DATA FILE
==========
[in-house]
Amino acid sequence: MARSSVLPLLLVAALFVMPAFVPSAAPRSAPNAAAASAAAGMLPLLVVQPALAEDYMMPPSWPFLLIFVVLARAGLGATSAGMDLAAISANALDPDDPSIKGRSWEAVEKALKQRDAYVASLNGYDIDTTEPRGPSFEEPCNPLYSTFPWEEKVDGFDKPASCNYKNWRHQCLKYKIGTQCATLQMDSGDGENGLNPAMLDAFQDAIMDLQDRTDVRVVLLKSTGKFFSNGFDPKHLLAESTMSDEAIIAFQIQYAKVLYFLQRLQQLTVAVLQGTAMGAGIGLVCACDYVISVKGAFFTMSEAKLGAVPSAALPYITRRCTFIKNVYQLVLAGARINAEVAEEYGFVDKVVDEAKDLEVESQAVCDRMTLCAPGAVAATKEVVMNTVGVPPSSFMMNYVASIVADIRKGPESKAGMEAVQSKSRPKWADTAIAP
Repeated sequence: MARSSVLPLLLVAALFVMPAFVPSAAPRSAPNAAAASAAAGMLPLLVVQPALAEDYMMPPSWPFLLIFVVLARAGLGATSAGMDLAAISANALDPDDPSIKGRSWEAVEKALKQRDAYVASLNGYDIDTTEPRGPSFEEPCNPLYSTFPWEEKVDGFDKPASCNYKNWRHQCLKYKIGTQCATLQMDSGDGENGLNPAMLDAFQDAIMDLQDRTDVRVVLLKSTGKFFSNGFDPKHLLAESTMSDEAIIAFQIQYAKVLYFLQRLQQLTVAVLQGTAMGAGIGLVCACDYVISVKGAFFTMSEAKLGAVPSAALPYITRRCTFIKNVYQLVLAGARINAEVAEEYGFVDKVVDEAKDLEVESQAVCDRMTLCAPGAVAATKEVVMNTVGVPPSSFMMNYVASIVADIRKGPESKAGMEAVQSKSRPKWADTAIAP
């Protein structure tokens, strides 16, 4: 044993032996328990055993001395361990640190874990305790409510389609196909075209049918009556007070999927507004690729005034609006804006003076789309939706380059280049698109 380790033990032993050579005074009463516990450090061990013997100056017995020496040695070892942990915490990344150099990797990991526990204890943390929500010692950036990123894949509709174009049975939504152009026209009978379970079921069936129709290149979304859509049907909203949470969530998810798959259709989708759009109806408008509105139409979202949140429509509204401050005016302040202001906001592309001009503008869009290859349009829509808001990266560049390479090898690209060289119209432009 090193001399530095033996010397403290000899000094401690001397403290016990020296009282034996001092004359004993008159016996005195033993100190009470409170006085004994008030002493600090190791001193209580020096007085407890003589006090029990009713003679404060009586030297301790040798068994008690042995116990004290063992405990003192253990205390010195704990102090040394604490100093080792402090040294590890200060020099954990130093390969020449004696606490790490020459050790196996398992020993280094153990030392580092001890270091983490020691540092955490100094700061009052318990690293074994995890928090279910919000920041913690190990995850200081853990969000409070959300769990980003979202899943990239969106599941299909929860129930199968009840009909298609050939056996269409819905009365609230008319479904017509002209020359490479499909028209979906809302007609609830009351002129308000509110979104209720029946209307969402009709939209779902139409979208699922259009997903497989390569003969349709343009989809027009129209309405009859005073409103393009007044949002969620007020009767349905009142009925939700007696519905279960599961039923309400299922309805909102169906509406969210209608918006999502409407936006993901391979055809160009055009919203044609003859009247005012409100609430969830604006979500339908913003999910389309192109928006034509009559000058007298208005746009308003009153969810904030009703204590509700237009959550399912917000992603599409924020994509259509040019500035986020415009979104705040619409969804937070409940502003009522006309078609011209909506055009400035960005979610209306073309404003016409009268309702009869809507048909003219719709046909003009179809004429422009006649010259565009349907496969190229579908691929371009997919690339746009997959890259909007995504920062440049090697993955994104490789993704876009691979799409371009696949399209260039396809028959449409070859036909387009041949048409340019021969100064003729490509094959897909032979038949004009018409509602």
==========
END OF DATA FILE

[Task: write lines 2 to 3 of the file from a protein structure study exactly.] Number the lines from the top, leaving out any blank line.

Amino acid sequence: MARSSVLPLLLVAALFVMPAFVPSAAPRSAPNAAAASAAAGMLPLLVVQPALAEDYMMPPSWPFLLIFVVLARAGLGATSAGMDLAAISANALDPDDPSIKGRSWEAVEKALKQRDAYVASLNGYDIDTTEPRGPSFEEPCNPLYSTFPWEEKVDGFDKPASCNYKNWRHQCLKYKIGTQCATLQMDSGDGENGLNPAMLDAFQDAIMDLQDRTDVRVVLLKSTGKFFSNGFDPKHLLAESTMSDEAIIAFQIQYAKVLYFLQRLQQLTVAVLQGTAMGAGIGLVCACDYVISVKGAFFTMSEAKLGAVPSAALPYITRRCTFIKNVYQLVLAGARINAEVAEEYGFVDKVVDEAKDLEVESQAVCDRMTLCAPGAVAATKEVVMNTVGVPPSSFMMNYVASIVADIRKGPESKAGMEAVQSKSRPKWADTAIAP
Repeated sequence: MARSSVLPLLLVAALFVMPAFVPSAAPRSAPNAAAASAAAGMLPLLVVQPALAEDYMMPPSWPFLLIFVVLARAGLGATSAGMDLAAISANALDPDDPSIKGRSWEAVEKALKQRDAYVASLNGYDIDTTEPRGPSFEEPCNPLYSTFPWEEKVDGFDKPASCNYKNWRHQCLKYKIGTQCATLQMDSGDGENGLNPAMLDAFQDAIMDLQDRTDVRVVLLKSTGKFFSNGFDPKHLLAESTMSDEAIIAFQIQYAKVLYFLQRLQQLTVAVLQGTAMGAGIGLVCACDYVISVKGAFFTMSEAKLGAVPSAALPYITRRCTFIKNVYQLVLAGARINAEVAEEYGFVDKVVDEAKDLEVESQAVCDRMTLCAPGAVAATKEVVMNTVGVPPSSFMMNYVASIVADIRKGPESKAGMEAVQSKSRPKWADTAIAP